And yes, I do get the point you’re trying to make. But homebrewing is fun and not all that intimidating :)

    #1019712

    drew
    Participant

    Sorry but I feel and I’m sure many more will agree.. but there is a LOT more skill and equipment that goes into making good beer than there is into making good broth.

    Not even a remotely close comparison.

    Well, I’d disagree, at least on the skill part… if you’re doing it right.

    The good stuff, the really top notch stuff that is actually fairly commonplace in Japan but harder to find in the US, takes tremendous labor, skill, and time. And, not to sound too much like a corksniffer, but the honest truth of the matter is that nobody in town is doing it anywhere close to that level. Not by a long shot. And I’d eagerly include Jobu in that assessment.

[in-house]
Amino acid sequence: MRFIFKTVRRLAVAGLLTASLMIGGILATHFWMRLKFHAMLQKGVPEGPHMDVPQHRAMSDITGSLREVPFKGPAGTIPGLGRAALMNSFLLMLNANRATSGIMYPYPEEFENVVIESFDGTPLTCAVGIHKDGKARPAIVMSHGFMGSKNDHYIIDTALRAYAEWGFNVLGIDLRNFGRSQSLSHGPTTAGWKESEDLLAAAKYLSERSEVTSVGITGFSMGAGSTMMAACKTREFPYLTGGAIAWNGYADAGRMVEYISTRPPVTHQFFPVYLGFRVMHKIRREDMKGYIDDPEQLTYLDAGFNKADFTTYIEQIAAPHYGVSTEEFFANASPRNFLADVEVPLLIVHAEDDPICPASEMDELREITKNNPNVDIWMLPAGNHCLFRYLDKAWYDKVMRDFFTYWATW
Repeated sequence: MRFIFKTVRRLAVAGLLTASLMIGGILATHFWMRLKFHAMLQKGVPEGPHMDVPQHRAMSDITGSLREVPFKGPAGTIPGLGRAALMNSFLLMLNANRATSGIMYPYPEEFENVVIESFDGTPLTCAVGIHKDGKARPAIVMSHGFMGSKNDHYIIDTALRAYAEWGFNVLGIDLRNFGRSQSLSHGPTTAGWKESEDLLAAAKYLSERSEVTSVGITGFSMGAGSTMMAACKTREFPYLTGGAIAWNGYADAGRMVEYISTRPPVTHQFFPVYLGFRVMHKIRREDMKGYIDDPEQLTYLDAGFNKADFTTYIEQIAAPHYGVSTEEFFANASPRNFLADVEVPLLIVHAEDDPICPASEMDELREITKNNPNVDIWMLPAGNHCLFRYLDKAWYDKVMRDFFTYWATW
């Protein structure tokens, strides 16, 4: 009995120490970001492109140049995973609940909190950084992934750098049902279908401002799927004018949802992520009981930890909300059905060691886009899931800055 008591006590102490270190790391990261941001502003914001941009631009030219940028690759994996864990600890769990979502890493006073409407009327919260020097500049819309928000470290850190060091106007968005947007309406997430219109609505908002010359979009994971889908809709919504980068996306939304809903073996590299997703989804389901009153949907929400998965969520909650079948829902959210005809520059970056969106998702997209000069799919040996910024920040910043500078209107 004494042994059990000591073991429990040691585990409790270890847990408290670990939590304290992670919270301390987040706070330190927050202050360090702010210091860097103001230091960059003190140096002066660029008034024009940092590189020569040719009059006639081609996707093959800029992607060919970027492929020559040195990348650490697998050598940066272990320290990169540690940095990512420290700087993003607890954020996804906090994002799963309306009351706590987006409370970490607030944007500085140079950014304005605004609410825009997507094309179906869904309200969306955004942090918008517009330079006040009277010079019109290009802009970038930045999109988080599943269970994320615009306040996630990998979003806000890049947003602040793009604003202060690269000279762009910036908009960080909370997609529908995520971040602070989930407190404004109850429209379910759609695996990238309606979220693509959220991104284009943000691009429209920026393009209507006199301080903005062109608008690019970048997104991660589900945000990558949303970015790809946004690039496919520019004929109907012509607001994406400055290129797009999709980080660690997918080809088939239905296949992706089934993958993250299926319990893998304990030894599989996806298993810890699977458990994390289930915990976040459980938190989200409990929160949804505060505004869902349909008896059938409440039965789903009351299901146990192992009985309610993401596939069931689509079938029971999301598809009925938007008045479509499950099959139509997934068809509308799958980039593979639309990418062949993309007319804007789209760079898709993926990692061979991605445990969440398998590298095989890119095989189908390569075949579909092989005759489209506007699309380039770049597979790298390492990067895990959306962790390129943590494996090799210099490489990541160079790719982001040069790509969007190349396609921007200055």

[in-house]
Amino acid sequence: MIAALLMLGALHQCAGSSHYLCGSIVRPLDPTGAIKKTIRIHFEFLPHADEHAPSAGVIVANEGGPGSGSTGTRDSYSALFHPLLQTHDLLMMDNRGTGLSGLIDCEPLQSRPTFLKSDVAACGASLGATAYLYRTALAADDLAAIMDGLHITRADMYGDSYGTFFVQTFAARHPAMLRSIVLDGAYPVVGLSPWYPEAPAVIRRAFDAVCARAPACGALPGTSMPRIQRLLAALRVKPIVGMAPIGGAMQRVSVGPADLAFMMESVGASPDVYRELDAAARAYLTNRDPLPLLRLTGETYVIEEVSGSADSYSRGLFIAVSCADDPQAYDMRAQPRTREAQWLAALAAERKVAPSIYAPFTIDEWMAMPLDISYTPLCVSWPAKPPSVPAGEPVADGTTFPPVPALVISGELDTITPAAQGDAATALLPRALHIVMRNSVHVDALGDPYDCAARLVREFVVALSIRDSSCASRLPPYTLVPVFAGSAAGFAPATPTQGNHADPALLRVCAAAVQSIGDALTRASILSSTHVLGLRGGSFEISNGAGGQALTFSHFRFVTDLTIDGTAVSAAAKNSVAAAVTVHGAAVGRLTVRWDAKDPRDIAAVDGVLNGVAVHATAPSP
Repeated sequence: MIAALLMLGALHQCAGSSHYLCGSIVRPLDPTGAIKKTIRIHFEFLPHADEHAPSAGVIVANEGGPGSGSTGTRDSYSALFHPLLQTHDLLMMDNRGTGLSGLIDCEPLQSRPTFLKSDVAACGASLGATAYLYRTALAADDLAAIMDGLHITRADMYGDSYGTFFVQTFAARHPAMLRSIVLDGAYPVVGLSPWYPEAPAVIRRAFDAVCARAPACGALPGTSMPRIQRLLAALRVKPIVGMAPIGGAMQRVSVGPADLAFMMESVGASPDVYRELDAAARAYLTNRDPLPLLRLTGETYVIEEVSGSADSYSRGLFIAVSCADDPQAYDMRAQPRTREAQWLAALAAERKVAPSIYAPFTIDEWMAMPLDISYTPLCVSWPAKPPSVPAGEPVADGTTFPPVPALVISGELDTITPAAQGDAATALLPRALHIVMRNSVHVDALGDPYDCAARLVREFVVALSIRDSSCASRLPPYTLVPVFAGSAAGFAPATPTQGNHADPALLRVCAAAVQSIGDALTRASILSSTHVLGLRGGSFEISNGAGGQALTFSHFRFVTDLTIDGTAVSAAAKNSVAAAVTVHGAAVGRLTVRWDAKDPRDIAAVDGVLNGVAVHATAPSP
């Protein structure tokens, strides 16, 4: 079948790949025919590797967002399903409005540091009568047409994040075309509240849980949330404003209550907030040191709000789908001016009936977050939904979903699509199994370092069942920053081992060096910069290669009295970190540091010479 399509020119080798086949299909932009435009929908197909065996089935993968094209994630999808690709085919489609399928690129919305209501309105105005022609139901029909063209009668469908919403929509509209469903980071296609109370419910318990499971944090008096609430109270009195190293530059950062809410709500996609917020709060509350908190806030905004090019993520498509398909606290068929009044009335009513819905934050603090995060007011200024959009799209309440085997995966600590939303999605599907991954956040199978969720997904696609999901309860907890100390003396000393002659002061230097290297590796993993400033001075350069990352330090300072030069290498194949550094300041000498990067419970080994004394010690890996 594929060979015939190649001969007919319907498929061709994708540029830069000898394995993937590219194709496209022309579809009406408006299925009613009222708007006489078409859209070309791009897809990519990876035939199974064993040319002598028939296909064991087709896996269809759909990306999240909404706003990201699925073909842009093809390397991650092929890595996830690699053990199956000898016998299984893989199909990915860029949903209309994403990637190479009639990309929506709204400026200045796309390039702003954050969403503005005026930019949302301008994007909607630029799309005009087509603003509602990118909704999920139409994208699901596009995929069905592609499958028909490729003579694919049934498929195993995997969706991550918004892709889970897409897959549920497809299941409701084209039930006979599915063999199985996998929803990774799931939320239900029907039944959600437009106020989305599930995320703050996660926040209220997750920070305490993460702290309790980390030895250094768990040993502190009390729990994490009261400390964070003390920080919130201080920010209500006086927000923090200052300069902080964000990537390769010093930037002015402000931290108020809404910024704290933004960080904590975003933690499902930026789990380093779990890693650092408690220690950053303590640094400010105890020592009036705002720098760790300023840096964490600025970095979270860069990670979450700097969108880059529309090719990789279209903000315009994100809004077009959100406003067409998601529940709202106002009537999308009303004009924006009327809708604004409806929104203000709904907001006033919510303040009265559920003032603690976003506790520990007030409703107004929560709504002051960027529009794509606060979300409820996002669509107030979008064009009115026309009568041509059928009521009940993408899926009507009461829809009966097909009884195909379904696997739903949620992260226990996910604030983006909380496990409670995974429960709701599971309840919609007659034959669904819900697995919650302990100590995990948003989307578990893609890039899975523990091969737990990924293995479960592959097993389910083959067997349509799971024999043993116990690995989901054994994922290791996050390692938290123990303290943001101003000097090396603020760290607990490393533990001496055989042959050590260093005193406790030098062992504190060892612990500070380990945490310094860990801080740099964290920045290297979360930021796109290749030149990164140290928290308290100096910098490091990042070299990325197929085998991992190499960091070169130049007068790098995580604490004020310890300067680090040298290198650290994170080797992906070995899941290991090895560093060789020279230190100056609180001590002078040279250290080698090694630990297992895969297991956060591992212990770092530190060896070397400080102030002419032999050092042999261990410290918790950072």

So, lets split the difference – you probably could do something like what you’re getting elsewhere in town without too much difficulty, and good on ya for it, but don’t confuse that with really good ramen.

    #1019719

    melikecheese
    Participant

    That’s awesome that you make your own broth and soup at home! I’m jealous.

    I don’t think it’s that unheard of for people to be able to cook quality meals at home. It’s all pretty easy once you learn how to do it, even if it is a bit time consuming. On the flipside, the massive amounts of money good places to eat can rake in also prove that for everyone who would rather cook it at home, at least 1 person exists who would rather pay for it.

    #1019743
    Walker Evans
    Walker Evans
    Keymaster

    Not even a remotely close comparison.

    I wasn’t comparing the craft in making them. I was just saying that if your only criteria for consuming goods and services is price, then you never need to set foot in a restaurant or bar ever again.

    But hey, pickling your own vegetables, brewing your own beer and sewing clothes for your children is a pretty hip thing to do. ;)